Drawing Development in Children
2 | 3 | 4 | 6 | 8 | 12 |14 yrs
First disordered scribbles are simply records of enjoyable kinesthetic activity, not attempts at portraying the visual world. After six months of scribbling, marks are more orderly as children become more engrossed. Soon they begin to name scribbles, an important milestone in development.
The preschematic stage
First conscious creation of form occurs around age three and provides a tangible record of the child's thinking process. The first representational attempt is a person, usually with circle for head and two vertical lines for legs. Later other forms develop, clearly recognizable and often quite complex. Children continually search for new concepts so symbols constantly change.
The schematic stage
The child arrives at a "schema," a definite way of portraying an object, although it will be modified when he needs to portray something important. The schema represents the child's active knowledge of the subject. At this stage, there is definite order in space relationships: everything sits on the base line.
The gang stage: The dawning realism
The child finds that schematic generalization no longer suffices to express reality. This dawning of how things really look is usually expressed with more detail for individual parts, but is far from naturalism in drawing. Space is discovered and depicted with overlapping objects in drawings and a horizon line rather than a base line. Children begin to compare their work and become more critical of it. While they are more independent of adults, they are more anxious to conform to their peers.
The pseudo- naturalistic stage
This stage marks the end of art as spontaneous activity as children are increasingly critical of their drawings. The focus is now on the end product as they strive to create "adult-like" naturalistic drawings. Light and shadow, folds, and motion are observed with mixed success, translated to paper. Space is depicted as three-dimensional by diminishing the size of objects that are further away.
The period of decision
Art at this stage of life is something to be done or left alone. Natural development will cease unless a conscious decision is made to improve drawing skills. Students are critically aware of the immaturity of their drawing and are easily discouraged. Lowenfeld's solution is to enlarge their concept of adult art to include non-representational art and art occupations besides painting (architecture, interior design, handcrafts, etc.)
The scribbling stage
Random scribbles begin at age one-and-a-half, but quite quickly take on definite shapes. Circular movement is first because it is most natural anatomically.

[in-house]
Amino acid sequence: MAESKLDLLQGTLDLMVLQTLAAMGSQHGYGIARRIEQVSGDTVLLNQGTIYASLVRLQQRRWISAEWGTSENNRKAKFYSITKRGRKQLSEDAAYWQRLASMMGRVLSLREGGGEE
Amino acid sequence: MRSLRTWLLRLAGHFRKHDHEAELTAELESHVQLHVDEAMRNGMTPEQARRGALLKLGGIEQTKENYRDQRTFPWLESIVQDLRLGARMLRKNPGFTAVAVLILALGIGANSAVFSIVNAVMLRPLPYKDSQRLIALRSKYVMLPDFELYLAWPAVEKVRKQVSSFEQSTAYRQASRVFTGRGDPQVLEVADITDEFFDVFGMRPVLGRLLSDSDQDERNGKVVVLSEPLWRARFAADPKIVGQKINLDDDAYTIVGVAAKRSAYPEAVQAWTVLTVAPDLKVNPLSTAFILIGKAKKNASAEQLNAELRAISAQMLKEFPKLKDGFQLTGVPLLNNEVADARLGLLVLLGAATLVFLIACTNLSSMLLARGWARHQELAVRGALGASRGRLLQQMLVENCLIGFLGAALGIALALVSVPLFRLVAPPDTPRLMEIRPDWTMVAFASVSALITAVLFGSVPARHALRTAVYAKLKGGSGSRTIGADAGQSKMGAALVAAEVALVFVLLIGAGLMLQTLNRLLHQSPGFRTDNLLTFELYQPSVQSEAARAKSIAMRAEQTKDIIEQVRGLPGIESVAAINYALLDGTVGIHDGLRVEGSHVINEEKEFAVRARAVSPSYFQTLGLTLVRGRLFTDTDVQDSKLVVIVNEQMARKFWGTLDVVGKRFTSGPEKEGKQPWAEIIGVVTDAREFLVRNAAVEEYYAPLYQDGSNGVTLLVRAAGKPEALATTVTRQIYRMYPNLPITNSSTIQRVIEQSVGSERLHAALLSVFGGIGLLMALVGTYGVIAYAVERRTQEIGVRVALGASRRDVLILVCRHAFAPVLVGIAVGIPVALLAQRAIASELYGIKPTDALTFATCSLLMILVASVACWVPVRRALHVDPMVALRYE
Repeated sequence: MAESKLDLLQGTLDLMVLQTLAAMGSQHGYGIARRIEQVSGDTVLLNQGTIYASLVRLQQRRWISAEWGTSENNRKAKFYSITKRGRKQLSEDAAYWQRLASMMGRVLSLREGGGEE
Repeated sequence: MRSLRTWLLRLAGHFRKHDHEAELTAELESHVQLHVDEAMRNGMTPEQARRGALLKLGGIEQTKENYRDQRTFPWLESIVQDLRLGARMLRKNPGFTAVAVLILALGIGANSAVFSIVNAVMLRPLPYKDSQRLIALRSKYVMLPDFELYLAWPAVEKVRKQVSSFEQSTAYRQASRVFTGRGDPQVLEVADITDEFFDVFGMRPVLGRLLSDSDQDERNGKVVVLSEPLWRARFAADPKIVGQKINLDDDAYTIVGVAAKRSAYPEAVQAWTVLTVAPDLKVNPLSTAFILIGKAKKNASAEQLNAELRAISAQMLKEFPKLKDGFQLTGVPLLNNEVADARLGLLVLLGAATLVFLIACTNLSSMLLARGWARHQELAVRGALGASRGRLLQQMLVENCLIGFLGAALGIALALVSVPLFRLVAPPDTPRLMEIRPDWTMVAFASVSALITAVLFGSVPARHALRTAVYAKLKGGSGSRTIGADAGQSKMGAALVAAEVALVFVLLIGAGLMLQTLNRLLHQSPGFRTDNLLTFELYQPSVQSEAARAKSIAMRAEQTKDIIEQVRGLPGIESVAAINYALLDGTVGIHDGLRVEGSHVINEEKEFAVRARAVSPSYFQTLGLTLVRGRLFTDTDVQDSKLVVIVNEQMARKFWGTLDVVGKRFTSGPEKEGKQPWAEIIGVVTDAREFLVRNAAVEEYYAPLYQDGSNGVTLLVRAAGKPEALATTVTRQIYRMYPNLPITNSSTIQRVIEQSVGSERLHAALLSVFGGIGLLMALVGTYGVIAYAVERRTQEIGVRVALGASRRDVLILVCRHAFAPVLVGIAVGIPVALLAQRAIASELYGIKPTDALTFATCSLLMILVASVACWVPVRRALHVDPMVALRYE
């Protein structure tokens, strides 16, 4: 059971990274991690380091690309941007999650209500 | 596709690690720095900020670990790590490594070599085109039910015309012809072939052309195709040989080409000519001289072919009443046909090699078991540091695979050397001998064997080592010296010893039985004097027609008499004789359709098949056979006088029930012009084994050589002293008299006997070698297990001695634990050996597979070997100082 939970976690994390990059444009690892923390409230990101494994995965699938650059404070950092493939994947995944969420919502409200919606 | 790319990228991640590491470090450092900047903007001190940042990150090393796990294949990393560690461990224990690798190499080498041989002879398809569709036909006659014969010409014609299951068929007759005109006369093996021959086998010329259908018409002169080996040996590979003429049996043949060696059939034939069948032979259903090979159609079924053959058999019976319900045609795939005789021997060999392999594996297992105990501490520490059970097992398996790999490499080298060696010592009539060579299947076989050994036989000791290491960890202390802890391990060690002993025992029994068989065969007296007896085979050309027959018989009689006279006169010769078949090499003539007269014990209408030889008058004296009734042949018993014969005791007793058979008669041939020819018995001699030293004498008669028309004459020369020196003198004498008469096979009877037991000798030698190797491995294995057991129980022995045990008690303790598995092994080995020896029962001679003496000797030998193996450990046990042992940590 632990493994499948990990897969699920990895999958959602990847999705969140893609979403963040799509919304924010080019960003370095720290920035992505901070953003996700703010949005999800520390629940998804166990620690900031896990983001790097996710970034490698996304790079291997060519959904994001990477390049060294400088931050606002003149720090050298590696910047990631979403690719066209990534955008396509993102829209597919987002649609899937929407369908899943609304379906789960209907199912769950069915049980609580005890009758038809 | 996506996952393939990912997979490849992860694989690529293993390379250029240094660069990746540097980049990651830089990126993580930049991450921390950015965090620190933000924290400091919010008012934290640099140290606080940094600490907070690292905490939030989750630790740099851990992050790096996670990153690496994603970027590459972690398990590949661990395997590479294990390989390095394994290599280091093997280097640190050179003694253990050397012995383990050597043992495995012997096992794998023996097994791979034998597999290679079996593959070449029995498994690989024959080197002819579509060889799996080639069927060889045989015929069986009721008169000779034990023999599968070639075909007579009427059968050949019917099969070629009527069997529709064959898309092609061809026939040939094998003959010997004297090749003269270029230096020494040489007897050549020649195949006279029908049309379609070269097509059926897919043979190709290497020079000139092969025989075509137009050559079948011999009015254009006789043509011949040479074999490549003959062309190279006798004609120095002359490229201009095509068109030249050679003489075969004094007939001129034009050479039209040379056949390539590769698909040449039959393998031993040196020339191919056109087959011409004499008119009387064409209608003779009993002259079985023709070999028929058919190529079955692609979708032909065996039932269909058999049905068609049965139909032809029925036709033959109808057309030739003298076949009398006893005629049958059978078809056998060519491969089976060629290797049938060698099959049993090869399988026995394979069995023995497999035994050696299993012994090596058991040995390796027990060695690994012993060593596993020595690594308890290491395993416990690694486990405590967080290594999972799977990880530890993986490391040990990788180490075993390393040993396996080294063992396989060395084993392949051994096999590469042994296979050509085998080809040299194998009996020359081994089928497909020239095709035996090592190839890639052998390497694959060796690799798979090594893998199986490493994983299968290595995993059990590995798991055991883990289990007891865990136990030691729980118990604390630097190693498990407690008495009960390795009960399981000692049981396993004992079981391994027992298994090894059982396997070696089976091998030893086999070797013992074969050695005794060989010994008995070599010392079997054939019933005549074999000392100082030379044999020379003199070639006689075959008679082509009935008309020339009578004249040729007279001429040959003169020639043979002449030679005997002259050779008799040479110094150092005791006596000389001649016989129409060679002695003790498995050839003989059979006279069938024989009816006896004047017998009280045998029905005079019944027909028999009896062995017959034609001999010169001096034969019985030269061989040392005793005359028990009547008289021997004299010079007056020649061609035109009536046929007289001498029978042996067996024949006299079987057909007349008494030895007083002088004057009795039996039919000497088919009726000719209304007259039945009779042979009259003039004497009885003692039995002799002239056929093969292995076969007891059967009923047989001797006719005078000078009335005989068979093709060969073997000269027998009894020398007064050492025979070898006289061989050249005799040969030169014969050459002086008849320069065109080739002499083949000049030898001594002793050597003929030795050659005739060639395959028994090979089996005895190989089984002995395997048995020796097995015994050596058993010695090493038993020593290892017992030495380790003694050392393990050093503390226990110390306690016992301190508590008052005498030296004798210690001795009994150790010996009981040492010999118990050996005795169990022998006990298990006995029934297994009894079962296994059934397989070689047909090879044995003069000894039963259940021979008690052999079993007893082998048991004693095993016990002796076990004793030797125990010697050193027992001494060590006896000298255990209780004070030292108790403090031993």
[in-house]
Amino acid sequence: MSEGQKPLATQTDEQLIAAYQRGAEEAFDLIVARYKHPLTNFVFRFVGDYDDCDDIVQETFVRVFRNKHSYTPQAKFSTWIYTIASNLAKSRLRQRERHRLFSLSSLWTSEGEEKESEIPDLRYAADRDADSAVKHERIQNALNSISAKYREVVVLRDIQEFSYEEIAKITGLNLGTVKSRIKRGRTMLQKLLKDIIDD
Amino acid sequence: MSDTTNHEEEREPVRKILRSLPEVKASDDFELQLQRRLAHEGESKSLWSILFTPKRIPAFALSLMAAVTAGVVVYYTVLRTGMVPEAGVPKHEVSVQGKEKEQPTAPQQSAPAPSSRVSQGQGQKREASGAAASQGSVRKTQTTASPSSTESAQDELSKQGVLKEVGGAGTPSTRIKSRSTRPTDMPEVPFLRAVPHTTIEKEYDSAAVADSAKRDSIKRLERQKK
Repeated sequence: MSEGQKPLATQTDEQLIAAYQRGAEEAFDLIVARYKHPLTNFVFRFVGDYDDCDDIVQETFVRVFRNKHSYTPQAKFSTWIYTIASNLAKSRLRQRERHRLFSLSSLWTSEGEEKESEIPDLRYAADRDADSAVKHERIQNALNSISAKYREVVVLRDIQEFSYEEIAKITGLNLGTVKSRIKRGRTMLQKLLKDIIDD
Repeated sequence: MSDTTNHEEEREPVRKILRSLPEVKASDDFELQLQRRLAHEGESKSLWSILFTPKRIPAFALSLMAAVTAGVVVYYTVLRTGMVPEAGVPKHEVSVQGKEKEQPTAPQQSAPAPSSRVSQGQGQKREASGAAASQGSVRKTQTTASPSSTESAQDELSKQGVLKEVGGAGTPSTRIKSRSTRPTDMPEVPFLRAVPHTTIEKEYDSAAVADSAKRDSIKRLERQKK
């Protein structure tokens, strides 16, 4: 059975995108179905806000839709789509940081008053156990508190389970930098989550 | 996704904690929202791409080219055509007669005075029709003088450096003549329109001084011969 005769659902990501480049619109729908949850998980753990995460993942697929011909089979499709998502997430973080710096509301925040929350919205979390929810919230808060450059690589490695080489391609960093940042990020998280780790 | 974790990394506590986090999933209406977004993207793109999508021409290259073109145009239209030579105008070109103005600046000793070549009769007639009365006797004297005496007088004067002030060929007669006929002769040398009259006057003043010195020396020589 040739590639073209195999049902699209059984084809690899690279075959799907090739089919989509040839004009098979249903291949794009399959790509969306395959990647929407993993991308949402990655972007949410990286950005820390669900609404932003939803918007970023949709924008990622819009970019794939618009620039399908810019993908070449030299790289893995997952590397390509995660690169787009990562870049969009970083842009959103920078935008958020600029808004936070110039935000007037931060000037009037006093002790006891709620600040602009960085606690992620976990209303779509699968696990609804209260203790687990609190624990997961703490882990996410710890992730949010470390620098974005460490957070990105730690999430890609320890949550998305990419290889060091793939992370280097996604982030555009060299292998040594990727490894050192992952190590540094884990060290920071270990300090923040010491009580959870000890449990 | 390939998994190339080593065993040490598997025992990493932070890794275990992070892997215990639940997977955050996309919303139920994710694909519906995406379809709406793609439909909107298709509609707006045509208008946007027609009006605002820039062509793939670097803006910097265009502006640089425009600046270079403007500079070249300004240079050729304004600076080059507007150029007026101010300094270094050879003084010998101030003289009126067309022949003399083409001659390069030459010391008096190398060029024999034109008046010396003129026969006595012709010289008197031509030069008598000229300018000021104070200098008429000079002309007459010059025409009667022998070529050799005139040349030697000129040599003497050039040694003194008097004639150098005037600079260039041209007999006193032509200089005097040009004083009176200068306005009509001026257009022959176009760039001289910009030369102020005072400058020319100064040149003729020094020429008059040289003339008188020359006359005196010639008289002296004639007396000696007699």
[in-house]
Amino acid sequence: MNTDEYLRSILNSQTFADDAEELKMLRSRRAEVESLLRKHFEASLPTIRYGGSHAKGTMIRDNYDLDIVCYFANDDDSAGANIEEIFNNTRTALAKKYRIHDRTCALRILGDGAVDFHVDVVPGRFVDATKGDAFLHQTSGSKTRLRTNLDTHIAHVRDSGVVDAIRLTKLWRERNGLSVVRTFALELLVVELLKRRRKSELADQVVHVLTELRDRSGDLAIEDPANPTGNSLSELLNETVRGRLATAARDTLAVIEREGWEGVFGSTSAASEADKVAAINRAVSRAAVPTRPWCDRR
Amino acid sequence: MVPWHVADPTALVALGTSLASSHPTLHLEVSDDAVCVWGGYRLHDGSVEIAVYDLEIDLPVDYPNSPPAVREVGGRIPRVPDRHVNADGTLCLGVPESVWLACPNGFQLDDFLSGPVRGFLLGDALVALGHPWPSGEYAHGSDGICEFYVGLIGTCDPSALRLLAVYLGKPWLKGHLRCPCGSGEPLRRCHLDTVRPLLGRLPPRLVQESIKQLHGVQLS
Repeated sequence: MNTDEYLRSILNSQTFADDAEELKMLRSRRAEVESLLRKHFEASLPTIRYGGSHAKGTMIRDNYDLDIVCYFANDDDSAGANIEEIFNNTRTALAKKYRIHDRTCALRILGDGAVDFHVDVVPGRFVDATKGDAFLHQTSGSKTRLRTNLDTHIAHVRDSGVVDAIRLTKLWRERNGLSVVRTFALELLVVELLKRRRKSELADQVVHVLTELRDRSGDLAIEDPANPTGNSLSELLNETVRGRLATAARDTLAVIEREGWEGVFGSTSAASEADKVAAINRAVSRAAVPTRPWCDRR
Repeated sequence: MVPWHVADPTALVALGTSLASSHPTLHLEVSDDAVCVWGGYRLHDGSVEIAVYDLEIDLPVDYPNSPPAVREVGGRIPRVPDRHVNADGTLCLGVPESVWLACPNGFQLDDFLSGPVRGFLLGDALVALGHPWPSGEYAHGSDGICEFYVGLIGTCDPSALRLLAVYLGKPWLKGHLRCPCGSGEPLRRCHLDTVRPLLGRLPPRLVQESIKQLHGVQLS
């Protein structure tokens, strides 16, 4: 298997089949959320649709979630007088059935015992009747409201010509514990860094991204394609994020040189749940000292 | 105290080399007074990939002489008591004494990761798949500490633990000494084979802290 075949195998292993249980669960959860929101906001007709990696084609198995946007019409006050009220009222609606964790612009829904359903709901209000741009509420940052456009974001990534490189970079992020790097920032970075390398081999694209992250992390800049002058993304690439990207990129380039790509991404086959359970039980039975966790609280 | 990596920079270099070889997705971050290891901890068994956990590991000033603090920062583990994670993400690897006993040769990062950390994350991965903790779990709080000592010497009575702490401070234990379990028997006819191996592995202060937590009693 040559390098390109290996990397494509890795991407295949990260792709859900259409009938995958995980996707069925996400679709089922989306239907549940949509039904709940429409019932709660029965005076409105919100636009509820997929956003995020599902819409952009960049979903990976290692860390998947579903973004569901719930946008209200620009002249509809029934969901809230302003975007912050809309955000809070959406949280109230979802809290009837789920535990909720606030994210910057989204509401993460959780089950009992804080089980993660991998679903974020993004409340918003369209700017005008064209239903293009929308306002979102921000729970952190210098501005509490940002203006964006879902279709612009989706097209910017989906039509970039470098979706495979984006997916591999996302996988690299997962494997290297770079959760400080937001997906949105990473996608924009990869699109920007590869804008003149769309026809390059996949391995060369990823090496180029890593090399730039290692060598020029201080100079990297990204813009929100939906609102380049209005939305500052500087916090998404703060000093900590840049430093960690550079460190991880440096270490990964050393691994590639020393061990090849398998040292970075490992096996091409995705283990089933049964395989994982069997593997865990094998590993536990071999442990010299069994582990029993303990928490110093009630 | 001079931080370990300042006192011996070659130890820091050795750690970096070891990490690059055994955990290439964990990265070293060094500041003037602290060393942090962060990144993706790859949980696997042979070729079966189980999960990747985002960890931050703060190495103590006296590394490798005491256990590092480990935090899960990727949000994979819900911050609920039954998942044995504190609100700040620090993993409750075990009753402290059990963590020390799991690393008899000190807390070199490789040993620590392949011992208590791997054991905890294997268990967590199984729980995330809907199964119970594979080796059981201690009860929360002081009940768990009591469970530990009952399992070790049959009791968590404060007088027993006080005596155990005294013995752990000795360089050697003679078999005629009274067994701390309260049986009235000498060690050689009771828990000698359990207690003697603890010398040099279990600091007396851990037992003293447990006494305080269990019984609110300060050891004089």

The stage of symbols
After weeks of scribbling, children make the discovery of art: a drawn symbol can stand for a real thing in the environment. Circular form becomes a universal symbol for almost anything. Later symbols become more complex, reflecting child's observations on the world around him.
Pictures that tell stories
At four or five, the child begins to tell stories or work out problems with her drawings, changing basic forms as needed to express meaning. Often once the problem is expressed, the child feels better able to cope with it.
By five or six, children develop a set of symbols to create a landscape that eventually becomes a single variation repeated endlessly. A blue line and sun at the top of the page and a green line at the bottom become symbolic representations of the sky and ground. Landscapes are compose carefully, giving the impression that removing any single form would throw off the balance of the whole picture.
The stage of complexity
At nine or ten years, children try for more detail, hoping to achieve greater realism, a prized goal. Concern for where things are in their drawings is replaced by concern for how things look-- particularly tanks, dinosaurs, super heroes, etc. for boys; models, horses, landscapes, etc. for girls.
The stage of realism
The passion for realism is in full bloom. When drawings do not "come out right" (look real) they seek help to resolve conflict between how the subject looks and previously stored information that prevents their seeing the object as it really looks. Struggle with perspective, foreshortening, and similar spatial issues as they learn how to see.
The crisis period
The beginning of adolescence marks the end of artistic development among most children, due to frustration at "getting things right." Those who do manage to weather the crisis and learn the "secret" of drawing will become absorbed in it. Edwards believes that proper teaching methods will help children learn to see and draw and prevent this crisis.